JULIET: If that thy bent of love be honourable,
Thy purpose marriage, send me word tomorrow,
By one that I'll procure to come to thee,
Where and what time thy wilt perform the rite;
And all my fortunes at thy foot I'll lay
And follow thee my lord throughout the world.

Cliff Notes Films

JULIET: OMG, that was like so hot. Lets totes get married.
ROMEO: I'll get a priest.

[Source: The New York Times]

Balcony scene from Romeo and Juliet - Cliff Notes Films.

Of course speeding your way through the Works at 1,000 words per minute will inevitably mean that you'll lose some comprehension along the way. The complex landscape of Shakespeare's language was not made to be traversed with one eye on the speedometer. His subtle use of metaphor and simile, the irony and imagery skilfully contained in many of the words, are for reading at a leisurely pace.

And leisurely reading is also beneficial. A recent study by researchers at Liverpool University found that Shakespeare's words are like a 'rocket boost' to the brain, and can even trigger moments of self-reflection. And the brain particularly responds when it encounters difficult and challenging word structures of the kind which could so easily be glossed over in a speedy read.

"I was always going to the bookcase for another sip of the divine specific [i.e. Shakespeare]" - Virginia Woolf.

We live increasingly in a world of words without substance, a world in which those in the public eye talk in sound bites and clichés, their words like the food we eat, processed and indigestible. 

But the words of the world's great writers, Shakespeare and many others, and in all languages, put ideas in our heads that were never there before, ideas that resonate and that stay with us for days and even years after we read them, and sometimes even for the rest of our lives.

Wednesday, 20 March 2013

Southwark playhouses commemorative postage stamps

The Rose playhouse 1592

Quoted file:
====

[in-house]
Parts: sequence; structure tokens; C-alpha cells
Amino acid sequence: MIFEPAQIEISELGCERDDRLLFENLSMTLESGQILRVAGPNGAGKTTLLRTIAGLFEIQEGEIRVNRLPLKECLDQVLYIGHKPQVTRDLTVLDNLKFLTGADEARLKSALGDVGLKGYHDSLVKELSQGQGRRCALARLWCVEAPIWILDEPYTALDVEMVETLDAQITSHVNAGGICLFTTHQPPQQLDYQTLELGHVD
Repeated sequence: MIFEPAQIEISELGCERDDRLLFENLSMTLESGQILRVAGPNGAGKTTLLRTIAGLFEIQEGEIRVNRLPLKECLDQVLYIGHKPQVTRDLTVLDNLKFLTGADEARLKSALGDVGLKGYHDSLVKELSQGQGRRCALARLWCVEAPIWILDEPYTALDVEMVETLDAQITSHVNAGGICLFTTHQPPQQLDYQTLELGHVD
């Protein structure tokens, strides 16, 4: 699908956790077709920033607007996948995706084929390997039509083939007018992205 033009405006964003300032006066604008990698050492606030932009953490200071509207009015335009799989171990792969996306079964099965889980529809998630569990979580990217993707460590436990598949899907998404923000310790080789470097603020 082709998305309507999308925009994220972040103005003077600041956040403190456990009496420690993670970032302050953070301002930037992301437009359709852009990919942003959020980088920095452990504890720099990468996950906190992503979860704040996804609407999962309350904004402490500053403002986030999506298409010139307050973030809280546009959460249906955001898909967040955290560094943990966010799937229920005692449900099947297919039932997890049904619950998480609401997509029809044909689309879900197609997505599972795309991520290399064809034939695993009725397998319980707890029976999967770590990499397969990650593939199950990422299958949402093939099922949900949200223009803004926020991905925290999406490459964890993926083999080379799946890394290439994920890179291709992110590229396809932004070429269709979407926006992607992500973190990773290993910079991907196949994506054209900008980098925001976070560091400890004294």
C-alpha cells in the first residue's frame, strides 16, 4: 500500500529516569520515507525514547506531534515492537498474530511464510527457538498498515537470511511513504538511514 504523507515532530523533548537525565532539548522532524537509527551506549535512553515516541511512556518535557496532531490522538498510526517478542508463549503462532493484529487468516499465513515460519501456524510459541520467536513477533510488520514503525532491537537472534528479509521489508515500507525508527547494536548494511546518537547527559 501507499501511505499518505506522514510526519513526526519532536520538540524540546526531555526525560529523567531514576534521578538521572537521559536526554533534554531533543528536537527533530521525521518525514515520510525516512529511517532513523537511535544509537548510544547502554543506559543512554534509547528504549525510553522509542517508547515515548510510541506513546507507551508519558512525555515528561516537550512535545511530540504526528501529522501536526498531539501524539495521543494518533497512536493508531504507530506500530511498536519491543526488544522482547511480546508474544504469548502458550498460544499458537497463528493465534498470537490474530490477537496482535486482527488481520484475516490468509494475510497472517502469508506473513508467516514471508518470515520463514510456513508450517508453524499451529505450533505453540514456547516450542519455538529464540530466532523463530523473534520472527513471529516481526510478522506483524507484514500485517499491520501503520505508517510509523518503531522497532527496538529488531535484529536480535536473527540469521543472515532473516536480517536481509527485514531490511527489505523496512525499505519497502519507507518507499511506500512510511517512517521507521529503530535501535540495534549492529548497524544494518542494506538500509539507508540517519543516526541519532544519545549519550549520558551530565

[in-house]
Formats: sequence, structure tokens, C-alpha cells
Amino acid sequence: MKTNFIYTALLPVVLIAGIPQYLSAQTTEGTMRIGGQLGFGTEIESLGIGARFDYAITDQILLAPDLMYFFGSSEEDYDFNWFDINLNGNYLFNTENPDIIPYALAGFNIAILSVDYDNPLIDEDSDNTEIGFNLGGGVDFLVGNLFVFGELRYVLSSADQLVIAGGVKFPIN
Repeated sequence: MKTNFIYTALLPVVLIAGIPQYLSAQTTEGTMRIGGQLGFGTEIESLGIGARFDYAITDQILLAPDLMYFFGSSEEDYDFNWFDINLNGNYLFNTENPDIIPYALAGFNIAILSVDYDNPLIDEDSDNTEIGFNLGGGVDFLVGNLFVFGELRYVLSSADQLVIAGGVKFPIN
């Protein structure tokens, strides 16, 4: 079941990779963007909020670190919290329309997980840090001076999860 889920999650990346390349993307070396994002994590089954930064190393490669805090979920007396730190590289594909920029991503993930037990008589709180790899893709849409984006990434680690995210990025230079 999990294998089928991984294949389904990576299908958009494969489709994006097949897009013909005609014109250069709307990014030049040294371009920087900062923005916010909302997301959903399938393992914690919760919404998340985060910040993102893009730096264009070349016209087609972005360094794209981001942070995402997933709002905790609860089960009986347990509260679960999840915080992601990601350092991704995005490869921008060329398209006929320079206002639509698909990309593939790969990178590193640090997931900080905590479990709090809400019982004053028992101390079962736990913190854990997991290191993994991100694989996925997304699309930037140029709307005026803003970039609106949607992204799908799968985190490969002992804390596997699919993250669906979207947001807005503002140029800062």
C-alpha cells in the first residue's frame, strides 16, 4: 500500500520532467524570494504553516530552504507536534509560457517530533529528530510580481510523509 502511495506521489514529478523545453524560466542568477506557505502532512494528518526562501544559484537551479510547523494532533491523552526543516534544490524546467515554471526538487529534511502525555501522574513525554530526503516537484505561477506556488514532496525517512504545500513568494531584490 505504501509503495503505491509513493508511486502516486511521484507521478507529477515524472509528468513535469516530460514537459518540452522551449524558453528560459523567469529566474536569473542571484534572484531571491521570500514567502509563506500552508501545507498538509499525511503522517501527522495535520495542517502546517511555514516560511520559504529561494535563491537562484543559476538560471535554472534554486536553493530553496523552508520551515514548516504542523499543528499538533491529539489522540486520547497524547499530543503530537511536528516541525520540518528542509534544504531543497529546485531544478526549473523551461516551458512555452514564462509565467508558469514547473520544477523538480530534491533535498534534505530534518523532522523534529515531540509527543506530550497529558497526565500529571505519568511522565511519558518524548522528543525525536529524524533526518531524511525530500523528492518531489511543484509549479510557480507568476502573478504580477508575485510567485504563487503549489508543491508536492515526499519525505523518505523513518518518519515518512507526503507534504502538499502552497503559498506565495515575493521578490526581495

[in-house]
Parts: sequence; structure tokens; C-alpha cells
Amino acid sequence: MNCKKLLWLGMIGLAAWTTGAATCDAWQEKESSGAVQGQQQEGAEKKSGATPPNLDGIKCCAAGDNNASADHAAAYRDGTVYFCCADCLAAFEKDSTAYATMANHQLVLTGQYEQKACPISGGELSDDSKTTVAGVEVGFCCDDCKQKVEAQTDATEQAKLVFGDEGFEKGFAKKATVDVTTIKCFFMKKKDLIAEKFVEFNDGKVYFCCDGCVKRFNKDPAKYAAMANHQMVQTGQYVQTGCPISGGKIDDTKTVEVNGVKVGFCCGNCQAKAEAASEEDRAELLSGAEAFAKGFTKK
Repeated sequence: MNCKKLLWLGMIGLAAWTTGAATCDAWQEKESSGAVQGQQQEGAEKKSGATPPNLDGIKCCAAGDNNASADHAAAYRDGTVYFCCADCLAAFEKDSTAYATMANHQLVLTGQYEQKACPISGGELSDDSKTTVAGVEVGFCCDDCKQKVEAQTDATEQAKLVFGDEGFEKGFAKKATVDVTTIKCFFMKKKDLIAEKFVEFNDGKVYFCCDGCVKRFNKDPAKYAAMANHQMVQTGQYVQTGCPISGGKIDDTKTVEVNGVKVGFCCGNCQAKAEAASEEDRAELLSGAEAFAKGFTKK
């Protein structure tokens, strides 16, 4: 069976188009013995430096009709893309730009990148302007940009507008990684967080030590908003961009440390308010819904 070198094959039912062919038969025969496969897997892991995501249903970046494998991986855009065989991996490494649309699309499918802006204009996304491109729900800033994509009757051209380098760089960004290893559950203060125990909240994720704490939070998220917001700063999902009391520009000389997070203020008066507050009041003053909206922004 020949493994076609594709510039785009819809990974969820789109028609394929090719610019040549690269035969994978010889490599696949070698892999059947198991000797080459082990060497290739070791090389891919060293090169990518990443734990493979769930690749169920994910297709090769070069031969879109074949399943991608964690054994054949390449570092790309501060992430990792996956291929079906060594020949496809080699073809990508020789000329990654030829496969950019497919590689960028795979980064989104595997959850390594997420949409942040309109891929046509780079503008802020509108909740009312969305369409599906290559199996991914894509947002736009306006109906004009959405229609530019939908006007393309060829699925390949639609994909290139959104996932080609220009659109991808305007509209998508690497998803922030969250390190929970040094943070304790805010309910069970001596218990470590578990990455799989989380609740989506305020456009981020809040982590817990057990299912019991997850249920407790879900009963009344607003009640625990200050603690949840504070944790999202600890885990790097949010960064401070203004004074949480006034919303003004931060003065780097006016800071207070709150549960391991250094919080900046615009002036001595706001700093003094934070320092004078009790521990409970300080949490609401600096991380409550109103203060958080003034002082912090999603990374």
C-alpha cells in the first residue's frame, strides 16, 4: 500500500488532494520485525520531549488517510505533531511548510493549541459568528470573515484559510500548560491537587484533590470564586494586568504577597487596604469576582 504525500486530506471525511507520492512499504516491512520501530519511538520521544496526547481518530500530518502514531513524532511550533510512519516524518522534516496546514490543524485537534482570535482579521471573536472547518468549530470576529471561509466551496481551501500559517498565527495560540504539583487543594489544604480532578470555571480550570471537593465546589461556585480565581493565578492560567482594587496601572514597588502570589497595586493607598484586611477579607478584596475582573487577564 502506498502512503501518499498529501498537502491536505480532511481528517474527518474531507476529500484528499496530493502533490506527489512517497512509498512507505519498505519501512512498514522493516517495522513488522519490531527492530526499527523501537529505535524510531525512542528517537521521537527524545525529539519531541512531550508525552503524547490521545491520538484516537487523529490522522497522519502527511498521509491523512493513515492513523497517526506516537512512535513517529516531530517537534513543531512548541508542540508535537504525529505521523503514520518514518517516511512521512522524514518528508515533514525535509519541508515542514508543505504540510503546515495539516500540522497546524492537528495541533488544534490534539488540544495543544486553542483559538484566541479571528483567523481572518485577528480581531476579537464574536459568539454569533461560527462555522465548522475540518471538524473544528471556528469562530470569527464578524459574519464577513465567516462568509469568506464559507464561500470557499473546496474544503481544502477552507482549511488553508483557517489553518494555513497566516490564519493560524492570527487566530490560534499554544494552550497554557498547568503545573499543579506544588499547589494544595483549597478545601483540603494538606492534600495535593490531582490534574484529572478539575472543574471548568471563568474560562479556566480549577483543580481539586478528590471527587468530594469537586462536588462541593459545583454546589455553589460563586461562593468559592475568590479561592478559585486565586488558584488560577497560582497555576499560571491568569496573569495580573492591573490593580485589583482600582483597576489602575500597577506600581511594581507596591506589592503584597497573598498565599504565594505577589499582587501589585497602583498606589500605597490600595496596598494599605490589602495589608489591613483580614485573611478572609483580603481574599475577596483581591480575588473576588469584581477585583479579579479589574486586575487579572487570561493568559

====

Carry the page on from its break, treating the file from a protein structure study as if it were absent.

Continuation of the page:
Commemorative postage stamp
August 1985

In August 1985 the British Post Office issued a series of five commemorative postage stamps celebrating playhouses in Southward (London) which were open and pulling in the crowds during the time of Shakespeare.

The theatres depicted were The Rose (1592), The Swan (1595), The Globe (1599), The Hope (1613), and The Globe (1614).

The first Globe was destroyed by fire in 1613 during a performance of Shakespeare's Henry VIII (All Is True). It enjoyed a second reincarnation when a meticulously research reconstruction was built in the 1990s despite initial opposition from a local council leader who reportedly said 'Shakespeare is tosh' (rubbish, nonesense). [Source: Financial Times]

About 750,000 people now visit the new Globe each year [Source:].  Tosh indeed, Mr Council Leader!

The Swan playhouse 1595
Commemorative postage stamp
August 1985

The Globe playhouse 1599
Commemorative postage stamp
August 1985

The Hope playhouse 1613
Commemorative postage stamp
August 1985

The Globe playhouse 1614
Commemorative postage stamp
August 1985

Friday, 8 March 2013

Joachim-Raphael Boronali, aka Aliboron, the donkey Impressionist

Et le soleil se coucha sur l'Adriatique
by Jachim-Raphael Boronali (Aliboron)

On a day in March 1910, in the Montmartre district of Paris, the quarter frequented by artists, a young art critic by the name of Roland Dorgelès arranges a rendezvous in the club Lapin agile with two of his friends, the critic and writer André Warnod, and the illustrator Jules Deraquit.

At the same time he informs a local innkeeper, known as Father Frédé, that he will require the services of his donkey Aliboron - Lolo to those who knew him - for a joke he wishes to play on his Impressionist painter friends.

Frédé with his donkey Lolo at the
door of the Lapin Agile

The three friends enjoy a convivial dinner while Frédé goes to bring Lolo. At around 3 p.m. a representative of the legal profession arrives, Me Brionne, invited by Roland to give formality to the pleasantry. Then Frédé returns with Lolo, and they get down to work.

Roland puts a canvas on a chair. Already painted on the canvas are two colours representing the sky and the earth, a technique directly inspired by Monet. Then Frédé attaches a brush to the tail of Lolo, brings the donkey close to the canvas, and dips the brush in a pot of paint. He then feeds Lolo carrots and tobacco leaves in order to stimulate his creative forces, or put another way, to get him to wag his tail over the canvas.